The National Famine Way is a historic walking and cycling route that stretches 167 km from the National Famine Museum in Strokestown Park, Co. Roscommon, to the Famine Memorial on Custom House Quay, Co. Dublin. The trail is both digitally and physically waymarked, following the ill-fated footsteps of 1,490 emigrants who were forced to walk this route during the 1847 famine.
THE FOOTSTEPS OF THE FAMINE
The National Famine Way is steeped in history, art and culture, giving walkers and cyclists an insight into the life of Irish people during the famine. This route acted as the first leg of their difficult journey in search of a better life in Canada. Along the trail, there are approximately 30 pairs of bronze 19th Century shoe sculptures marking the way. It is so poignant as almost a third of emigrants did not survive the transatlantic “coffin ships” to see their final destination.
STEEPED IN HISTORY
The 167 km trail takes walkers and cyclers through unspoiled countryside, country lanes, villages and towns, from Roscommon to Dublin City Centre. Along the way, you can learn the fascinating and tragic stories of the Irish Famine. The route begins and ends with two iconic and thought-provoking museums, starting with Roscommon’s National Famine Museum and ending with the EPIC Irish Emigration Museum in Dublin. As well as exploring Ireland’s natural beauty, you will also gain an appreciation of its deep history.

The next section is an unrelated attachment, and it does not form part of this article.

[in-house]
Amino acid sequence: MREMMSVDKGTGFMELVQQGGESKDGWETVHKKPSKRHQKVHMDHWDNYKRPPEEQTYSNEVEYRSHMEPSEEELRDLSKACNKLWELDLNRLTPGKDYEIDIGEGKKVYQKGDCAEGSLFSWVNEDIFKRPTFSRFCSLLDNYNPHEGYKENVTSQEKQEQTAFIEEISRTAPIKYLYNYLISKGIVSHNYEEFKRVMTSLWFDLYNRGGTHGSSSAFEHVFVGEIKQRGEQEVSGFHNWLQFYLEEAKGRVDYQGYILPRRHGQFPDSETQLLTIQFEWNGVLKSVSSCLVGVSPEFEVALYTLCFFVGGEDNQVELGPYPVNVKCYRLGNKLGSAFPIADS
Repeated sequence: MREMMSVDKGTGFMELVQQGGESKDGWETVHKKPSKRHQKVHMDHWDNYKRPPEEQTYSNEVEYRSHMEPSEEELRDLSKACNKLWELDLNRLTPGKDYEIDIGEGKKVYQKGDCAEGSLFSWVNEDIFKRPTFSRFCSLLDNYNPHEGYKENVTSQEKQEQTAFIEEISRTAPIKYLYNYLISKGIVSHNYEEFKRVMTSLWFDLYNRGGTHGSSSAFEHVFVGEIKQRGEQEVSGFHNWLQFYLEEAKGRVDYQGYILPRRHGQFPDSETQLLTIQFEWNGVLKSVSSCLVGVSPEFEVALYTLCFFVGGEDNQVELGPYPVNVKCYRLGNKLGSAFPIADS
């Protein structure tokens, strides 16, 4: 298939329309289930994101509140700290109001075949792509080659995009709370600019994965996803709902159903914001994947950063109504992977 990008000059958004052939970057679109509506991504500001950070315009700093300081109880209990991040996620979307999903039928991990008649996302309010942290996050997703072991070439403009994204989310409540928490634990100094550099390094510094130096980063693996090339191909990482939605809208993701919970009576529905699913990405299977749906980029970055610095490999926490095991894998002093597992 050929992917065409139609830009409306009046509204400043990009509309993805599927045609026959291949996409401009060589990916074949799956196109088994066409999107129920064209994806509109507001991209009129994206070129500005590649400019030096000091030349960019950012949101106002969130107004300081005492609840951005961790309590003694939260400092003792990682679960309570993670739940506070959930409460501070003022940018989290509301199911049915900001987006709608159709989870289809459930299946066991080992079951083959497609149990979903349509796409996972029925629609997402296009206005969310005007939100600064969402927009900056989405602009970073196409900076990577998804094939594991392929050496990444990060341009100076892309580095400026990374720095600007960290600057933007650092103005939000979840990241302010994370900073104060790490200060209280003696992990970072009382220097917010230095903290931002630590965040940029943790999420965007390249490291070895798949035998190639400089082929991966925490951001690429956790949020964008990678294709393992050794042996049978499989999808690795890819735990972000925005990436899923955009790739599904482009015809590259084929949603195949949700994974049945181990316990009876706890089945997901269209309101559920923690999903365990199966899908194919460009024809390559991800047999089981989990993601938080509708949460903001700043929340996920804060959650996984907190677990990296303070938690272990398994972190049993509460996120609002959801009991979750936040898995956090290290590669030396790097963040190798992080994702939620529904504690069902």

THE NATIONAL FAMINE WAY PASSPORT
Walkers and cyclists can choose to purchase the National Famine Way Passport and Guide, which highlights the local historical landmarks along the trail. 27 stage stamps can be collected along the way, which will serve as a record of your journey’s progress. Upon the collection of all stamps, you can receive a completion certificate as a reminder of your special experience. The National Famine Way can be completed in sections or all in one go, and B&B accommodation can act as the ideal base for this adventure.
Header image and National Famine Way Map image: National Famine Way